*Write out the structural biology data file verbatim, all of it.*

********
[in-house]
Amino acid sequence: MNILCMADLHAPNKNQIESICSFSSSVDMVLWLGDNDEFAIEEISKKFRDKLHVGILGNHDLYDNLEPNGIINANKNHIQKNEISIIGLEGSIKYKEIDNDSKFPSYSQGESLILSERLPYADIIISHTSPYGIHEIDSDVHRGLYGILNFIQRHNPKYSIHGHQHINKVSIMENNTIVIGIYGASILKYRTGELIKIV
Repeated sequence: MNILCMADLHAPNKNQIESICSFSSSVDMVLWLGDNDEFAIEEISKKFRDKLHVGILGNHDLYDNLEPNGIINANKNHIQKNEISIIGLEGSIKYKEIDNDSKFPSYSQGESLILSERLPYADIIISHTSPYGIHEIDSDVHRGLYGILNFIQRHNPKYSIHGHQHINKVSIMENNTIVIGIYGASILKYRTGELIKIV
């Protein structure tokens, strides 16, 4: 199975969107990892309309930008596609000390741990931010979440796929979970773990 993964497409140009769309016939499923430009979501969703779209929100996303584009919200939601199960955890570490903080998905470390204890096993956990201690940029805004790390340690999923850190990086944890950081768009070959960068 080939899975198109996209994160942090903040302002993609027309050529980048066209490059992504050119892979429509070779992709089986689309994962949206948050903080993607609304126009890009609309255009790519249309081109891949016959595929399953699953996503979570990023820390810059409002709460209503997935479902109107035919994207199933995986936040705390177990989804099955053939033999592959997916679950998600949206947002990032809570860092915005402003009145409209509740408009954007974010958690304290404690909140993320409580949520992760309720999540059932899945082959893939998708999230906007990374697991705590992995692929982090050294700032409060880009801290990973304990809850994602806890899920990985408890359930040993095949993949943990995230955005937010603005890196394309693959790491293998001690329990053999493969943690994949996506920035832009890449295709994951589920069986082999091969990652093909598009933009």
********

[in-house]
Amino acid sequence: MNILCMADLHAPNKNQIESICSFSSSVDMVLWLGDNDEFAIEEISKKFRDKLHVGILGNHDLYDNLEPNGIINANKNHIQKNEISIIGLEGSIKYKEIDNDSKFPSYSQGESLILSERLPYADIIISHTSPYGIHEIDSDVHRGLYGILNFIQRHNPKYSIHGHQHINKVSIMENNTIVIGIYGASILKYRTGELIKIV
Repeated sequence: MNILCMADLHAPNKNQIESICSFSSSVDMVLWLGDNDEFAIEEISKKFRDKLHVGILGNHDLYDNLEPNGIINANKNHIQKNEISIIGLEGSIKYKEIDNDSKFPSYSQGESLILSERLPYADIIISHTSPYGIHEIDSDVHRGLYGILNFIQRHNPKYSIHGHQHINKVSIMENNTIVIGIYGASILKYRTGELIKIV
């Protein structure tokens, strides 16, 4: 199975969107990892309309930008596609000390741990931010979440796929979970773990 993964497409140009769309016939499923430009979501969703779209929100996303584009919200939601199960955890570490903080998905470390204890096993956990201690940029805004790390340690999923850190990086944890950081768009070959960068 080939899975198109996209994160942090903040302002993609027309050529980048066209490059992504050119892979429509070779992709089986689309994962949206948050903080993607609304126009890009609309255009790519249309081109891949016959595929399953699953996503979570990023820390810059409002709460209503997935479902109107035919994207199933995986936040705390177990989804099955053939033999592959997916679950998600949206947002990032809570860092915005402003009145409209509740408009954007974010958690304290404690909140993320409580949520992760309720999540059932899945082959893939998708999230906007990374697991705590992995692929982090050294700032409060880009801290990973304990809850994602806890899920990985408890359930040993095949993949943990995230955005937010603005890196394309693959790491293998001690329990053999493969943690994949996506920035832009890449295709994951589920069986082999091969990652093909598009933009």